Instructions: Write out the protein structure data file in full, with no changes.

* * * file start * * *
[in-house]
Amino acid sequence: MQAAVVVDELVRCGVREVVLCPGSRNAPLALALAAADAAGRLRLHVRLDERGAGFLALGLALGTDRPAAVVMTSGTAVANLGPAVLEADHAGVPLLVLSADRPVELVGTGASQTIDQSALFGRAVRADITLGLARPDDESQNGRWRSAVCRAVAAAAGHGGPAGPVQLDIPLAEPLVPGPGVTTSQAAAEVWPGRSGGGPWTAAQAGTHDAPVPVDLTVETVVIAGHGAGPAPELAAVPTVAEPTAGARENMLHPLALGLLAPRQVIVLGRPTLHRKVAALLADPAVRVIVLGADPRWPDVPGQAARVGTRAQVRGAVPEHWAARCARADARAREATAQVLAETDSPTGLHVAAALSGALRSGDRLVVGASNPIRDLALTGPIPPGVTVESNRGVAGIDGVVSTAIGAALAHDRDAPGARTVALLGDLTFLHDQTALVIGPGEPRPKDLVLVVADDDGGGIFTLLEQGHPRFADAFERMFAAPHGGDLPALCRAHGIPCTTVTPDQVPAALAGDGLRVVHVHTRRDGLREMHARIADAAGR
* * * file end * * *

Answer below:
[in-house]
Amino acid sequence: MQAAVVVDELVRCGVREVVLCPGSRNAPLALALAAADAAGRLRLHVRLDERGAGFLALGLALGTDRPAAVVMTSGTAVANLGPAVLEADHAGVPLLVLSADRPVELVGTGASQTIDQSALFGRAVRADITLGLARPDDESQNGRWRSAVCRAVAAAAGHGGPAGPVQLDIPLAEPLVPGPGVTTSQAAAEVWPGRSGGGPWTAAQAGTHDAPVPVDLTVETVVIAGHGAGPAPELAAVPTVAEPTAGARENMLHPLALGLLAPRQVIVLGRPTLHRKVAALLADPAVRVIVLGADPRWPDVPGQAARVGTRAQVRGAVPEHWAARCARADARAREATAQVLAETDSPTGLHVAAALSGALRSGDRLVVGASNPIRDLALTGPIPPGVTVESNRGVAGIDGVVSTAIGAALAHDRDAPGARTVALLGDLTFLHDQTALVIGPGEPRPKDLVLVVADDDGGGIFTLLEQGHPRFADAFERMFAAPHGGDLPALCRAHGIPCTTVTPDQVPAALAGDGLRVVHVHTRRDGLREMHARIADAAGR